A controversial war crimes tribunal in Bangladesh has sentenced the Islamist leader Delwar Hossain Sayedee to death for crimes against humanity. At least 30 people have died in clashes following the ruling.
The court in the capital, Dhaka, found Sayedee, vice president of the opposition party Jamaat-e-Islami, guilty of mass killings, rape and other atrocities during Bangladesh's war for independence in 1971.
"The verdict has appropriately demonstrated justice," state prosecutor Syed Haider Ali told reporters. "We are happy."
"Justice has been done to those who lost their loved ones at the hands of Sayedee," he said.
Sayedee's lawyer denounced Thursday's ruling, calling it politically motivated and telling the AFP news agency that it is a "gross miscarriage of justice."
Thursday's death sentence sparked nationwide widespread protests by supporters of Sayedee. Media, police and witness reports said at least 30 people were killed and more than 300 wounded after Jamaat activists clashed with police.
In Rangpur district, security forces fired rubber bullets and tear gas at dozens of Jamaat supporters who smashed vehicles and attacked an office of the ruling Awami League party, killing two people there, police said.
Local police chief Monur Rahman told AFP that two officers were also among the total dead. The officers were beaten to death after thousands of Jamaat supporters attacked a base in the northern district of Gaibandha.
"At least 10,000 Jamaat supporters attacked us with weapons," Rahman said, adding that two protesters were shot dead. "We were forced to open fire."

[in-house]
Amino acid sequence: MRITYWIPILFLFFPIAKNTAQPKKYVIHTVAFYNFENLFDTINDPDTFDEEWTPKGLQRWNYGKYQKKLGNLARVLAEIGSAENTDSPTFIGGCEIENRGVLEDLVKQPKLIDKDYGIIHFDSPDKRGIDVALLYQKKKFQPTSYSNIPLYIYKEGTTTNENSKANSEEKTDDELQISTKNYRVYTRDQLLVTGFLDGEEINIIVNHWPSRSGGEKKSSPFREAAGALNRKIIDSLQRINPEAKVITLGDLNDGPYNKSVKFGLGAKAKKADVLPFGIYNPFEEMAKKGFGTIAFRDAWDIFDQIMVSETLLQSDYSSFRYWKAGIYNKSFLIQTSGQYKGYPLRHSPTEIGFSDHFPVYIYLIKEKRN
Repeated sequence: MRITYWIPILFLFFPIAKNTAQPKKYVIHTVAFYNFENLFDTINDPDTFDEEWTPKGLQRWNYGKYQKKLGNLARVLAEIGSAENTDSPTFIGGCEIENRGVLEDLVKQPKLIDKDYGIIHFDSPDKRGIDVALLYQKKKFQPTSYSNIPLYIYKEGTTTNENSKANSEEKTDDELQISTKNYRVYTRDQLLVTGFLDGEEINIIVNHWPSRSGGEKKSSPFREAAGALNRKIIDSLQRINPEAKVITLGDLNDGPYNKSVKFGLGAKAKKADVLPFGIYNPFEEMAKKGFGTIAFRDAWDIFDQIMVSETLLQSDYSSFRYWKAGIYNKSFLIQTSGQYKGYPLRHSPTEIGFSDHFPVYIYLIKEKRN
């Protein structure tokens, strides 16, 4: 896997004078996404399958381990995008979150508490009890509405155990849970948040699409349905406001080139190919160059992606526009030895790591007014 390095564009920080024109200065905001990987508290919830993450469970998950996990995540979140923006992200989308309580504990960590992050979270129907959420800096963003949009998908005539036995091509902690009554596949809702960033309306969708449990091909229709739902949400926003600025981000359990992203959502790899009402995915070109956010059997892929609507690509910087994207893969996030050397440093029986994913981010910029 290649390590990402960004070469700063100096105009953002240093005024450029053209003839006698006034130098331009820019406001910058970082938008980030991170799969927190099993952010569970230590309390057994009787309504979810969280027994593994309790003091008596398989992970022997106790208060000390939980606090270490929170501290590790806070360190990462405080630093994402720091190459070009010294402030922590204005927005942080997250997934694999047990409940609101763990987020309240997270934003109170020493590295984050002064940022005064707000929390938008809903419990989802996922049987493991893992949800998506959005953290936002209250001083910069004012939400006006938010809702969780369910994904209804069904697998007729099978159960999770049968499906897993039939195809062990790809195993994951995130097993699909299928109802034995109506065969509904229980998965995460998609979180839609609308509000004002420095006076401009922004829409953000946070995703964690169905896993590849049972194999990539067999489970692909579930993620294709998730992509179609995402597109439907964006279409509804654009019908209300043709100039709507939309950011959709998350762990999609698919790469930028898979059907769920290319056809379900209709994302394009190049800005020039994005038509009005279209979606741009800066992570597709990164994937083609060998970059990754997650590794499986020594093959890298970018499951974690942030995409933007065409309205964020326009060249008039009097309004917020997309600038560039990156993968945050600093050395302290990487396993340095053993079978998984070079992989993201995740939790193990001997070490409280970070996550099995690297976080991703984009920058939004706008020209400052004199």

Sayedee, 73, is the third and the most senior politician to be convicted by the controversial tribunal.
Prime Minister Sheikh Hasina established the tribunal in 2010 to carry out investigations into war crimes committed during the armed conflict that claimed an estimated 3 million lives.
Critics, among them the Bangladeshi opposition, have accused the tribunal of bias and of serving as the prime minister's instrument against opponents in the two biggest opposition parties, the Bangladesh Nationalist Party and Jamaat-e-Islami.
In January, cleric Abul Kalam Azad was convicted in absentia on charges of torture, rape and genocide in the struggle for independence. At least 10 other people are awaiting trial in similar cases.
Fighting broke out in early 1971 in a struggle for independence from Pakistan. With the aid of India, Bangladesh won its independence nine months later.
Jamaat-e-Islami enforced a nationwide general strike Thursday to denounce the trial and demanded Sayedee be released from jail. Strikes were also announced for Sunday and Monday.
kms,dr/ (AP, AFP, Reuters, dpa)
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